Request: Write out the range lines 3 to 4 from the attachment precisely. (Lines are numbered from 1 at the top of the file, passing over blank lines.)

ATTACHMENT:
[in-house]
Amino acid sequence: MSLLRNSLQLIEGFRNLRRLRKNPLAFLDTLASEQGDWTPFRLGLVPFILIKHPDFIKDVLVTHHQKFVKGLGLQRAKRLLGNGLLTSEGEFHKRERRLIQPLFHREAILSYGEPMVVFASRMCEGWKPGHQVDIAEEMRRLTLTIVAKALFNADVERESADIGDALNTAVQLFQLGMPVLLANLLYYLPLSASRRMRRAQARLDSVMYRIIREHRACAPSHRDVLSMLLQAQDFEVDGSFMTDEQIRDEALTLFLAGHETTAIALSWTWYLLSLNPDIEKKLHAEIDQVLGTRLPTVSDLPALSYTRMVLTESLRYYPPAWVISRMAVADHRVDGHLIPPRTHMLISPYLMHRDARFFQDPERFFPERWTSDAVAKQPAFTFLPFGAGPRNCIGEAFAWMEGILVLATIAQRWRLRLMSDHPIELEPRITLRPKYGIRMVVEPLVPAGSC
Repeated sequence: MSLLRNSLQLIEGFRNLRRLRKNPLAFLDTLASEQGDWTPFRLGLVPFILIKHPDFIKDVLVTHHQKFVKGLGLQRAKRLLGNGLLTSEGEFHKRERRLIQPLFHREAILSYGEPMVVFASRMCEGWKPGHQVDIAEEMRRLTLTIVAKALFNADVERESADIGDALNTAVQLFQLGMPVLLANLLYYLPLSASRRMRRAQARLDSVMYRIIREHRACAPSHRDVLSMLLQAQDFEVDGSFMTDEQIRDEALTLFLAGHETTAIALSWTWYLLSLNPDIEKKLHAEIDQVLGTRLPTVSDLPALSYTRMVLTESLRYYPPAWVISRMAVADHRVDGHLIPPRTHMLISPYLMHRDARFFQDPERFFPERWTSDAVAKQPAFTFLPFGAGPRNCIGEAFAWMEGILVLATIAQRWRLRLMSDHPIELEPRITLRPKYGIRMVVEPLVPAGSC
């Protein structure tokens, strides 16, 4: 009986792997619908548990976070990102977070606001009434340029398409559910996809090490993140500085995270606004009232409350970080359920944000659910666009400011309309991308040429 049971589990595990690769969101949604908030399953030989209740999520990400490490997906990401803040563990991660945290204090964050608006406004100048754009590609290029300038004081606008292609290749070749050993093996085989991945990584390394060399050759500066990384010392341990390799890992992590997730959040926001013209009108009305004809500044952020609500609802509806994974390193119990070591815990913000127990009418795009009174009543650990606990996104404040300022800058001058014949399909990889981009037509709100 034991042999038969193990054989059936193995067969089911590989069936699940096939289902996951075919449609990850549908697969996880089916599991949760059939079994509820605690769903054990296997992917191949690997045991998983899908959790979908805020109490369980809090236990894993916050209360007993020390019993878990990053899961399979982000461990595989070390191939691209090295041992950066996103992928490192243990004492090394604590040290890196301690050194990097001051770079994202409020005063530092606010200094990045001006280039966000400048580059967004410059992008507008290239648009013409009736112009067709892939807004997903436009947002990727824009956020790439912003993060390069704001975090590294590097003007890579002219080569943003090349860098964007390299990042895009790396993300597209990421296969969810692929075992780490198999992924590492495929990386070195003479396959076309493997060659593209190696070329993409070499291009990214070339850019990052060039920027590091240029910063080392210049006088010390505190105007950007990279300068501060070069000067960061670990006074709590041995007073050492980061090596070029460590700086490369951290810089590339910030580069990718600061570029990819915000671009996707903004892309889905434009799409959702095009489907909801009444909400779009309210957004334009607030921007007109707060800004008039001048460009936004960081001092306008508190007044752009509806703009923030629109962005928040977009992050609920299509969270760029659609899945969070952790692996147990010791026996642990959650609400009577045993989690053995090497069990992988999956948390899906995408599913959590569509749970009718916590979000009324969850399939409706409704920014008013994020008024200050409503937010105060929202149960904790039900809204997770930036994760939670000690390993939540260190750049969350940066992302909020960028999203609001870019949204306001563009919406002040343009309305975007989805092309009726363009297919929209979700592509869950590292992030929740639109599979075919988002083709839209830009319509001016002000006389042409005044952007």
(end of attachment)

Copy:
Repeated sequence: MSLLRNSLQLIEGFRNLRRLRKNPLAFLDTLASEQGDWTPFRLGLVPFILIKHPDFIKDVLVTHHQKFVKGLGLQRAKRLLGNGLLTSEGEFHKRERRLIQPLFHREAILSYGEPMVVFASRMCEGWKPGHQVDIAEEMRRLTLTIVAKALFNADVERESADIGDALNTAVQLFQLGMPVLLANLLYYLPLSASRRMRRAQARLDSVMYRIIREHRACAPSHRDVLSMLLQAQDFEVDGSFMTDEQIRDEALTLFLAGHETTAIALSWTWYLLSLNPDIEKKLHAEIDQVLGTRLPTVSDLPALSYTRMVLTESLRYYPPAWVISRMAVADHRVDGHLIPPRTHMLISPYLMHRDARFFQDPERFFPERWTSDAVAKQPAFTFLPFGAGPRNCIGEAFAWMEGILVLATIAQRWRLRLMSDHPIELEPRITLRPKYGIRMVVEPLVPAGSC
């Protein structure tokens, strides 16, 4: 009986792997619908548990976070990102977070606001009434340029398409559910996809090490993140500085995270606004009232409350970080359920944000659910666009400011309309991308040429 049971589990595990690769969101949604908030399953030989209740999520990400490490997906990401803040563990991660945290204090964050608006406004100048754009590609290029300038004081606008292609290749070749050993093996085989991945990584390394060399050759500066990384010392341990390799890992992590997730959040926001013209009108009305004809500044952020609500609802509806994974390193119990070591815990913000127990009418795009009174009543650990606990996104404040300022800058001058014949399909990889981009037509709100 034991042999038969193990054989059936193995067969089911590989069936699940096939289902996951075919449609990850549908697969996880089916599991949760059939079994509820605690769903054990296997992917191949690997045991998983899908959790979908805020109490369980809090236990894993916050209360007993020390019993878990990053899961399979982000461990595989070390191939691209090295041992950066996103992928490192243990004492090394604590040290890196301690050194990097001051770079994202409020005063530092606010200094990045001006280039966000400048580059967004410059992008507008290239648009013409009736112009067709892939807004997903436009947002990727824009956020790439912003993060390069704001975090590294590097003007890579002219080569943003090349860098964007390299990042895009790396993300597209990421296969969810692929075992780490198999992924590492495929990386070195003479396959076309493997060659593209190696070329993409070499291009990214070339850019990052060039920027590091240029910063080392210049006088010390505190105007950007990279300068501060070069000067960061670990006074709590041995007073050492980061090596070029460590700086490369951290810089590339910030580069990718600061570029990819915000671009996707903004892309889905434009799409959702095009489907909801009444909400779009309210957004334009607030921007007109707060800004008039001048460009936004960081001092306008508190007044752009509806703009923030629109962005928040977009992050609920299509969270760029659609899945969070952790692996147990010791026996642990959650609400009577045993989690053995090497069990992988999956948390899906995408599913959590569509749970009718916590979000009324969850399939409706409704920014008013994020008024200050409503937010105060929202149960904790039900809204997770930036994760939670000690390993939540260190750049969350940066992302909020960028999203609001870019949204306001563009919406002040343009309305975007989805092309009726363009297919929209979700592509869950590292992030929740639109599979075919988002083709839209830009319509001016002000006389042409005044952007």